He glares at her. "We thought! We thought! We thought fuckin' nothing." It was always hard to hear Higgins - he spoke like a man who had watched The Godfather too many times. Now, after the throat cancer, he's even harder to understand. "When I drink, I drink alone." He looks at the schedule, mutters "12-fucking-30" to himself, and flings it at Helena with surprising strength.
There is a small queue of devotees inside Waterstone's, but Higgins doesn't seem to see them. He pokes at Helena's face with his finger, grabs her by the arm and drags her away. It's horrific. I stare at the two of them, paralysed. He is spit-whispering words in her face. "You stupid, fucking cunt ..." I want to hit him. Sod the interview. But I don't - I just stare.
Helena frees herself. She is distraught, says she'll probably be left with a bruise, but does her best to retain her dignity. "I think it's best if I keep my distance. He's not in a good mood this morning."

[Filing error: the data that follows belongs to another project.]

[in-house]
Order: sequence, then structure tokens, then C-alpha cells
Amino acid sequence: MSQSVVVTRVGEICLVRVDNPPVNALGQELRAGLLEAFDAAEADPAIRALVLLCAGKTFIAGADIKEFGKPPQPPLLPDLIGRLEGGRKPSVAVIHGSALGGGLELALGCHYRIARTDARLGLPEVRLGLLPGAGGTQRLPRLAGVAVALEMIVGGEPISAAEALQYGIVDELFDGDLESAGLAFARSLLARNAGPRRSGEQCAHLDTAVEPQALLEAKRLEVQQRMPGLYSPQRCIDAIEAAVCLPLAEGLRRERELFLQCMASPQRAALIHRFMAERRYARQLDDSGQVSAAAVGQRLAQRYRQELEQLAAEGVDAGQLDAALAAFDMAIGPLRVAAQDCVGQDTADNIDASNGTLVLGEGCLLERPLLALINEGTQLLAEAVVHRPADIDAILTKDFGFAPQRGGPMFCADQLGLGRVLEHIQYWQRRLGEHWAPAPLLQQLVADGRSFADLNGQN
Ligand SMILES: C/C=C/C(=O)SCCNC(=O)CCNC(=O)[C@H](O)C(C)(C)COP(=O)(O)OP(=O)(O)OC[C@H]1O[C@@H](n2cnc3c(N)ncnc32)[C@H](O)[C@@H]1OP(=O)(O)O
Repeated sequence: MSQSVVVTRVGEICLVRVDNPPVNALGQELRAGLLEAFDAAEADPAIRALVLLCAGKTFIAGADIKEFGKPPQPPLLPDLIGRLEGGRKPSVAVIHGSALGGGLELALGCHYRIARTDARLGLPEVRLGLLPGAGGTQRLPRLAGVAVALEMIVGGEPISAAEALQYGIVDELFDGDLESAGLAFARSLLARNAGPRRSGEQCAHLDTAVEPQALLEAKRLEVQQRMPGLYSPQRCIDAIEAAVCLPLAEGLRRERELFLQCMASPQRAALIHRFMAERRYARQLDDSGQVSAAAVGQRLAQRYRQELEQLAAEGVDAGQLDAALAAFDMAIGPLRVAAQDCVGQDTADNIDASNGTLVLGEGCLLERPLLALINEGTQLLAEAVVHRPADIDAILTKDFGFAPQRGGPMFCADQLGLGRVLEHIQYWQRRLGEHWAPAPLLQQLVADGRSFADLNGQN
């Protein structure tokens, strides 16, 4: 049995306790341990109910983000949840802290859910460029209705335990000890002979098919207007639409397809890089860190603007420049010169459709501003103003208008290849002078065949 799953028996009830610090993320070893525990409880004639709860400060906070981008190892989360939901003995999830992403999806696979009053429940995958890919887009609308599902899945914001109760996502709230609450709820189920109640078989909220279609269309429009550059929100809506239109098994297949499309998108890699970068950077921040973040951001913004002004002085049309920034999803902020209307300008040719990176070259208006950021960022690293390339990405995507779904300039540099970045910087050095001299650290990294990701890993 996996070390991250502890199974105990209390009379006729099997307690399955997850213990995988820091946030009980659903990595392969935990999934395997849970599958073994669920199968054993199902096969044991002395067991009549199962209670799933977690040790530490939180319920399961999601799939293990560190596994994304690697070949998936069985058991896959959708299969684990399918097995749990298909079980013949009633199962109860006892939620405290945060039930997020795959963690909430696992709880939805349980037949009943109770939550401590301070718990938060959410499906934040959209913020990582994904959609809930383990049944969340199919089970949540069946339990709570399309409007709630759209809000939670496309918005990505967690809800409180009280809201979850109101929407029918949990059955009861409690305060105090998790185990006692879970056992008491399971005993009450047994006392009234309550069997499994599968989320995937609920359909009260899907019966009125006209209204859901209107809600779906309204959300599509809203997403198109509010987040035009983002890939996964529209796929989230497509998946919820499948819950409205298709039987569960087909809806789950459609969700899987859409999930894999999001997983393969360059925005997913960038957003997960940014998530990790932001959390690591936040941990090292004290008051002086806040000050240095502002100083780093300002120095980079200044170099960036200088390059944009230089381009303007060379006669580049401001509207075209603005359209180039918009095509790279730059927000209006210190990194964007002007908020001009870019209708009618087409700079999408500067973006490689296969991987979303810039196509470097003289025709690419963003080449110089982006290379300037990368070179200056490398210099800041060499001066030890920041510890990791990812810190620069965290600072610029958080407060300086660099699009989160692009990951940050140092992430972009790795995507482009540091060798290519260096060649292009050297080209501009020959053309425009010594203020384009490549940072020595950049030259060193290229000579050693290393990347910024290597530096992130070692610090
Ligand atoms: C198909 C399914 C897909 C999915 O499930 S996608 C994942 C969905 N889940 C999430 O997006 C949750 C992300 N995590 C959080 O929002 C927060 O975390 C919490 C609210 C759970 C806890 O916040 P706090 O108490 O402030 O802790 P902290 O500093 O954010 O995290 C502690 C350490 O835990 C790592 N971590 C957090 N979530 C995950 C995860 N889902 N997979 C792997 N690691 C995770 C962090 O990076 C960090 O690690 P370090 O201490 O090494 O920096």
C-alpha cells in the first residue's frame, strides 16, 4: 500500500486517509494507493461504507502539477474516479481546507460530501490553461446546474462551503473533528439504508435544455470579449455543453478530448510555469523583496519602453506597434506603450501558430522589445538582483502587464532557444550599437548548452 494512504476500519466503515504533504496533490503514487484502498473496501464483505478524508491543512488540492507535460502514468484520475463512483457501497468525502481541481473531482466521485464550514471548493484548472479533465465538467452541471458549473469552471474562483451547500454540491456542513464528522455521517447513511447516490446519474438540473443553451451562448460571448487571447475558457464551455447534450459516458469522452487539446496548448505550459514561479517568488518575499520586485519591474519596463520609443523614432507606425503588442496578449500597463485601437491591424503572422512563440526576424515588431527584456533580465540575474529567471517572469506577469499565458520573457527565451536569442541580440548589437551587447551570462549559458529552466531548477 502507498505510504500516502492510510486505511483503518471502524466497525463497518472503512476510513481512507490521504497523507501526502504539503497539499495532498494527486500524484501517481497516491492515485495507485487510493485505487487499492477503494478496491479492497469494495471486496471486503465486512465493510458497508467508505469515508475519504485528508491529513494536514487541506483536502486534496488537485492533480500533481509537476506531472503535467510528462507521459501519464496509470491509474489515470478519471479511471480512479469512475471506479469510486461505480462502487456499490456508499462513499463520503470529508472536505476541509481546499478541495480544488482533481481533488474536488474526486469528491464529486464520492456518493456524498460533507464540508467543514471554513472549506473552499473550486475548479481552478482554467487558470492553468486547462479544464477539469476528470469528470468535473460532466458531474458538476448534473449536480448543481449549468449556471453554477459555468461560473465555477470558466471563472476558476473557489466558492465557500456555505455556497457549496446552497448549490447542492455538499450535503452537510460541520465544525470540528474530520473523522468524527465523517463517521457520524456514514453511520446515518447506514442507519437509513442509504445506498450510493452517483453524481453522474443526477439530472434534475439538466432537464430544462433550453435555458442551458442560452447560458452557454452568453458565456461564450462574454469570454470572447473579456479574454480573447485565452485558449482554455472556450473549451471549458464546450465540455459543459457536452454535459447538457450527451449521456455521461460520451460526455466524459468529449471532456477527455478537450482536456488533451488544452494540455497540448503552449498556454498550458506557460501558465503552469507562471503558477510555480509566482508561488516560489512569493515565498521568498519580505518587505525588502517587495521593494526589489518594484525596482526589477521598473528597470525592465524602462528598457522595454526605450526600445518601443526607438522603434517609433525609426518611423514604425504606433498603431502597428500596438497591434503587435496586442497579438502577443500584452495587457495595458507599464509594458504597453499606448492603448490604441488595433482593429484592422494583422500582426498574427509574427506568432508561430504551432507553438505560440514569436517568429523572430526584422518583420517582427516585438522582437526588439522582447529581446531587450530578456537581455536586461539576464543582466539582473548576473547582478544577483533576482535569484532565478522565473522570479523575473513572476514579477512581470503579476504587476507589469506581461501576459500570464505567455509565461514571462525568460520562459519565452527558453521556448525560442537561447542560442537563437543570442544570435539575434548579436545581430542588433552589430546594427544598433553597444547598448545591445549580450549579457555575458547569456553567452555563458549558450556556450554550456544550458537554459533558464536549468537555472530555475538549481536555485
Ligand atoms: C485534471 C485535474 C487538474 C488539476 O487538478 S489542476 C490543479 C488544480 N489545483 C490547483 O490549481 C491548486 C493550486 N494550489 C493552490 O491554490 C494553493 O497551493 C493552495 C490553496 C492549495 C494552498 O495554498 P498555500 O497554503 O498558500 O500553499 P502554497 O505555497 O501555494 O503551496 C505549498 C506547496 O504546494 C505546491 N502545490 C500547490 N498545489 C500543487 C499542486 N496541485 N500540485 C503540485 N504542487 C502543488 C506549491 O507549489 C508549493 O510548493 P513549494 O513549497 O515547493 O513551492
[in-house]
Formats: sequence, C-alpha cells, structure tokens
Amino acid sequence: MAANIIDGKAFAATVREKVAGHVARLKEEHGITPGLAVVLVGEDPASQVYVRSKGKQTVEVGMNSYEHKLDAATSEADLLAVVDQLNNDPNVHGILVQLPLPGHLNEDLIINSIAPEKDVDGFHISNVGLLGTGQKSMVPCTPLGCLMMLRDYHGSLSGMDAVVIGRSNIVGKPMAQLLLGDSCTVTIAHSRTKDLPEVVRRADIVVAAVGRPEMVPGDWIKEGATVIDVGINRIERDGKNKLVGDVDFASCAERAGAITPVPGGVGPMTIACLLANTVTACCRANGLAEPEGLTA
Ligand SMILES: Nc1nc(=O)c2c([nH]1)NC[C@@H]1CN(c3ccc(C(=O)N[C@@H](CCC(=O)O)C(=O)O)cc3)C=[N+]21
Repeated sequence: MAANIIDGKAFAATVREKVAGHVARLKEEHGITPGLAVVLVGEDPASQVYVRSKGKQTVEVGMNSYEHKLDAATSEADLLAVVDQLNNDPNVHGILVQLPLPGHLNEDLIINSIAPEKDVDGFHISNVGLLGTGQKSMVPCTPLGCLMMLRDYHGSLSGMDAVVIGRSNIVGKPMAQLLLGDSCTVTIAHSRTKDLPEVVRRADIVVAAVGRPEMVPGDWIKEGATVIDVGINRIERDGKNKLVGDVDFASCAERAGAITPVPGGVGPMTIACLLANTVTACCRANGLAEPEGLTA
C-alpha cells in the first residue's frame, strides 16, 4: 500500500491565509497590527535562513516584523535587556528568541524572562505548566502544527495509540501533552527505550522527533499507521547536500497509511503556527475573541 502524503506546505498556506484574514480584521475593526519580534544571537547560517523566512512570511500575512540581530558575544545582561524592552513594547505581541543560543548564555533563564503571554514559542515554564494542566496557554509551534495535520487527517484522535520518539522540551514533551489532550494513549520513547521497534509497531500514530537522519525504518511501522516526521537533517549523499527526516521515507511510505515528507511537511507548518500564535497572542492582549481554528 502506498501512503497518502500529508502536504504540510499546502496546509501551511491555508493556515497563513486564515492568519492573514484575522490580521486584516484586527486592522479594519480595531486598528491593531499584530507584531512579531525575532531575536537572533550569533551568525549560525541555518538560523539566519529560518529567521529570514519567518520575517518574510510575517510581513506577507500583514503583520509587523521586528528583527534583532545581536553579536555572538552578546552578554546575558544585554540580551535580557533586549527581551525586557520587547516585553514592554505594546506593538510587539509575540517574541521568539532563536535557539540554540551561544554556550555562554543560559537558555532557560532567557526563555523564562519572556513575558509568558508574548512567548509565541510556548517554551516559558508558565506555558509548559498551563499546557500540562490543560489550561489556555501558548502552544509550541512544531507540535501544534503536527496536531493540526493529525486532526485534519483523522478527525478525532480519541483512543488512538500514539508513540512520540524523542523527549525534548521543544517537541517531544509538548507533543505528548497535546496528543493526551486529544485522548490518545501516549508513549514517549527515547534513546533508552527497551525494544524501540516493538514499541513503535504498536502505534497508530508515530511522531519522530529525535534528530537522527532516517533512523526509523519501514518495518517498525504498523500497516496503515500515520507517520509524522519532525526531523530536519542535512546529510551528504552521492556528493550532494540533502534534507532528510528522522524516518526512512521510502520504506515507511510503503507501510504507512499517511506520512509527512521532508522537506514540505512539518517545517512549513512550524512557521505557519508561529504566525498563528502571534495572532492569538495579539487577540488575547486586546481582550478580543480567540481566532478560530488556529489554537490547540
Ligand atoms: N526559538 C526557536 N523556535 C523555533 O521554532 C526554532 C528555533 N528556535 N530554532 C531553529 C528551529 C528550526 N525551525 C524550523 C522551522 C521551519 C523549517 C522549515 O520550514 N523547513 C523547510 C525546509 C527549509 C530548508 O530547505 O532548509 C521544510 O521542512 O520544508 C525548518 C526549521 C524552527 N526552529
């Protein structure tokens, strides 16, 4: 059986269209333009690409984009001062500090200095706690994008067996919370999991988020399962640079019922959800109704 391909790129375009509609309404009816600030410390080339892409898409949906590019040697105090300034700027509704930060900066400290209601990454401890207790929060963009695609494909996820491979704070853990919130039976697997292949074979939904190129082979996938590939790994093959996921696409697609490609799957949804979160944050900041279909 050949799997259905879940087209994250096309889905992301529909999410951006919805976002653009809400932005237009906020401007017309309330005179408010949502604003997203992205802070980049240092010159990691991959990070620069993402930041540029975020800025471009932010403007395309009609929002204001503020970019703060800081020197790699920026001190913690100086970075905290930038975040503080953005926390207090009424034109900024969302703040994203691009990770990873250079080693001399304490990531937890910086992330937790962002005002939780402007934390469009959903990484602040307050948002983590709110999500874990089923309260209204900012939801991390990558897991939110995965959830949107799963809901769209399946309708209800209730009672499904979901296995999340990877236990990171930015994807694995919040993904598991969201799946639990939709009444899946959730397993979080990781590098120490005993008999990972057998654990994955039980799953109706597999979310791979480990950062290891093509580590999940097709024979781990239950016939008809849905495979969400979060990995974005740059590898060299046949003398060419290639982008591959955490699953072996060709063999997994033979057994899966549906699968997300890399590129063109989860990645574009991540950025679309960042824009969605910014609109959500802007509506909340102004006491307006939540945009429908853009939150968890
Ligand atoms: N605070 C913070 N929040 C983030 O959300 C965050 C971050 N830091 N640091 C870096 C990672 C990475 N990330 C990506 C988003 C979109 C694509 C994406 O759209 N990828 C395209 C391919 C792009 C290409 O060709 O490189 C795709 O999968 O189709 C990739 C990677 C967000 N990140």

What's going on in the Hurricane's head? Why such rage? Yes, we've read about it over the years, all the matches and relationships that ended in violence, but it's shocking to see it first-hand. Is it because he's lost so much? Because he's in so much pain? Or is the simple truth that Alex Higgins has spent a lifetime hitting out against anybody and everybody, because he knows no other way?
He sits down and starts signing books. His handwriting is beautiful and elaborate. He completes every signature with a smiley face. Ironic, because he never smiles himself. He used to smile when he had teeth. There was something irresistible about the young Higgins, despite the furies. Not least that smile - boyish, sexy, devilish, thoroughly Irish. Women loved him, until they got to know him better. Now, he seems so painfully aware of his diminished appearance. Today, he's put in false teeth, but they are uncomfortable, and they embarrass him.